With Illinois officials hoping to fight back against increases in coronavirus cases and positivity rates, Gov. J.B. Pritzker and IDPH Director Dr. Ngozi Ezike both said Monday that part of the incentive to push back against those increases is that it would allow more students to attend school in-person this year.
Speaking at a press conference Monday, both officials said that lowering coronavirus numbers in the state could allow more students to get back into classrooms, a goal that has caused plenty of debate in school districts across Illinois.
“Following public health recommendations will bring our numbers down, save our economy and let more of our kids go to school,” Pritzker said. “We all have the power to make a different to keep our economy open and our kids going back to school.”
Pritzker’s comments come as the state looks to confront worrying trends in both new cases and positivity rates. The state has reported more than 25,000 new coronavirus cases over the last week, a new record and one of the worst outbreaks in the nation, and has also seen its positivity rate increase by more than 60% over the last 16 days.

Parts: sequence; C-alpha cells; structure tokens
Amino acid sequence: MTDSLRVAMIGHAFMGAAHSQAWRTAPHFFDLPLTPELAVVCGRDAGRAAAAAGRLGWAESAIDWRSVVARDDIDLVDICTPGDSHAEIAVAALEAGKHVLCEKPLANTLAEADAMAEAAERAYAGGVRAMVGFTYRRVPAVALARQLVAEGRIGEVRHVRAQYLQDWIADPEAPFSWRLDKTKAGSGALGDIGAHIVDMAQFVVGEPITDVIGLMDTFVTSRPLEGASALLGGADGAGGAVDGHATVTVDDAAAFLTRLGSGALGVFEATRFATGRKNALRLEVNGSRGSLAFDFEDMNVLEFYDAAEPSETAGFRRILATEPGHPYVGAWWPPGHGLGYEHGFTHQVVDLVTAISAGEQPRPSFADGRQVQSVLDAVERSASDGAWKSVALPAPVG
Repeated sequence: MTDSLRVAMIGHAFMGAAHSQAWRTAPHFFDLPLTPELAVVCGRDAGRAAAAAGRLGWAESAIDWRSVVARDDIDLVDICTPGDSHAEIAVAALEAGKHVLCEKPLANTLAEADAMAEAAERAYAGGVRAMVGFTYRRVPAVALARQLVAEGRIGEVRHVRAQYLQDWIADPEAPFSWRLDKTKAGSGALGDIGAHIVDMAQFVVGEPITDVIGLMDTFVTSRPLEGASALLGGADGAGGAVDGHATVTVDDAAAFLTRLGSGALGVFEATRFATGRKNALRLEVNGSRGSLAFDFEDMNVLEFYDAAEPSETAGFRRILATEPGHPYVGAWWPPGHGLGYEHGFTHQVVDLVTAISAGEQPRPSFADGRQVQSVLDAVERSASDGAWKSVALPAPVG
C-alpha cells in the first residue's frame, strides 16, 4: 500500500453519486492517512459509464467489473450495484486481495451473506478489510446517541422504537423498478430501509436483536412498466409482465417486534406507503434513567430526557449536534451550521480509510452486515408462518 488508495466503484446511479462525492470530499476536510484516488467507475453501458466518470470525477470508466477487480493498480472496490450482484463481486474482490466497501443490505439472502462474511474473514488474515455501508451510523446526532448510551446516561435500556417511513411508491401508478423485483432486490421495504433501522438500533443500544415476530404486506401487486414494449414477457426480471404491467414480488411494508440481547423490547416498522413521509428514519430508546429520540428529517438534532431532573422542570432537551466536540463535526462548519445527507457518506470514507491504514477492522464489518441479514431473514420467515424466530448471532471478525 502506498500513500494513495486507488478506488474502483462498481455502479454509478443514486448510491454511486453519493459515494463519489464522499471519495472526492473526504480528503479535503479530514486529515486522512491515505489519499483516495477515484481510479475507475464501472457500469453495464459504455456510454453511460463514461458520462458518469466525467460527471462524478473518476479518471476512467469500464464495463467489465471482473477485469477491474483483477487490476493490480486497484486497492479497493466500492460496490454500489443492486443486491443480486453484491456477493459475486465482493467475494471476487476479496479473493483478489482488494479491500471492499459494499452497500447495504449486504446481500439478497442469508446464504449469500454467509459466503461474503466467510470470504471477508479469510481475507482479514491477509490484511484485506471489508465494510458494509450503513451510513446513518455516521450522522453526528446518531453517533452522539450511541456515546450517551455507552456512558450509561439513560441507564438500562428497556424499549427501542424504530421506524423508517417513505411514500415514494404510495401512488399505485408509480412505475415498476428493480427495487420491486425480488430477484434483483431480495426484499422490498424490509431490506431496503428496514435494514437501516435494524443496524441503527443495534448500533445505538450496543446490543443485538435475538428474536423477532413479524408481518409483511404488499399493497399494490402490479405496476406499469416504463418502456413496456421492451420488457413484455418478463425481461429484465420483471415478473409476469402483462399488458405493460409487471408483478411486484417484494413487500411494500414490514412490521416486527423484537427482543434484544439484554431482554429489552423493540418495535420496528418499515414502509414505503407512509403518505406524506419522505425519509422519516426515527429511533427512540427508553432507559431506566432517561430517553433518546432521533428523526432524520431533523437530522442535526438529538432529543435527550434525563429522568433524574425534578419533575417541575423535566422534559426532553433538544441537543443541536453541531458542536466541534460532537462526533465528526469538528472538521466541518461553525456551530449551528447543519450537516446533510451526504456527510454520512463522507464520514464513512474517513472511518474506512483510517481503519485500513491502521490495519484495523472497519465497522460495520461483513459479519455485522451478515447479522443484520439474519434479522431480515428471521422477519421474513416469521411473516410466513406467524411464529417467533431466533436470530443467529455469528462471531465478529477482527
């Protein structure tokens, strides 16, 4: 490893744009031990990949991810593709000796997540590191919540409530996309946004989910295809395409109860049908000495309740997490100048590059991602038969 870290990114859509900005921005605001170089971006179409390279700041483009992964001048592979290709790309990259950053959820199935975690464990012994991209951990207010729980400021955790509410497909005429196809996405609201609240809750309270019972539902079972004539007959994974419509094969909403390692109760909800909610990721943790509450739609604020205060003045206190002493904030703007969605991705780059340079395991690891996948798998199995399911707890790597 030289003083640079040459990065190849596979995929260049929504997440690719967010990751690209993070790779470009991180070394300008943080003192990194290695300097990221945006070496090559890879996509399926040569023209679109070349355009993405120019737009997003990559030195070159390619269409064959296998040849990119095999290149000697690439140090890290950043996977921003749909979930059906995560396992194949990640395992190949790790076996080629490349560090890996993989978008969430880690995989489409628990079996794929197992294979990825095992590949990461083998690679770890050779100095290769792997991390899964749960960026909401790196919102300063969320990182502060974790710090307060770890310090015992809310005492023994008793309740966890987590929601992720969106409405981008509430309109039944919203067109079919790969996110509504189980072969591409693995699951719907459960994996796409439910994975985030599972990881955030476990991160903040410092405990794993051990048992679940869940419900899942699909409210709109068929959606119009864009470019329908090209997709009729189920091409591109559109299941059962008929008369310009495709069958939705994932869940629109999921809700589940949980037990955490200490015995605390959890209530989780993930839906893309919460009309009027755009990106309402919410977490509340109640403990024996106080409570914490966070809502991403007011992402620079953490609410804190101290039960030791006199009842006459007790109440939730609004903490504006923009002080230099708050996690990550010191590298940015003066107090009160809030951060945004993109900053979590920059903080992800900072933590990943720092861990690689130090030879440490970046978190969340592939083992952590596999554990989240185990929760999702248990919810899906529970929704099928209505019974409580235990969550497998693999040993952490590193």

Between new mitigations and encouraging residents to adhere to social distancing and facial covering guidelines, official said that stopping the spread of the virus could potentially lead to more students being able to head back to classrooms in the future.
“We want to be able to safely dine indoors. We want our kids to go back to school,” Ezike said. “We want loved ones to get their visits in long-term care facilities. We all have the power to make this happen.”
The decision on whether to reopen schools for in-person or hybrid learning has largely been left up to school districts during the pandemic. Many have tried multiple models, with some schools having to scale back on in-person learning after coronavirus outbreaks in many areas of the state.
Pritzker says that he wants school districts to continue to lead the way in terms of guidance and mitigations, saying that officials in local areas are familiar enough with situations on the ground to make good decisions to keep students and faculty safe.
“We’ve left it up to local school districts and local schools to put in their own mitigations to make sure that they’re keeping their students safe, their teachers safe, the parents safe and all the people that work in schools safe,” Pritzker said. “Each school is a little bit different, has a different number of kids in it, a different number of teachers, etc. They’re the ones who know best how to arrange their school, and they together with the parents and school board, they want to keep everybody safe, and so we’ve given them the opportunity to do that.”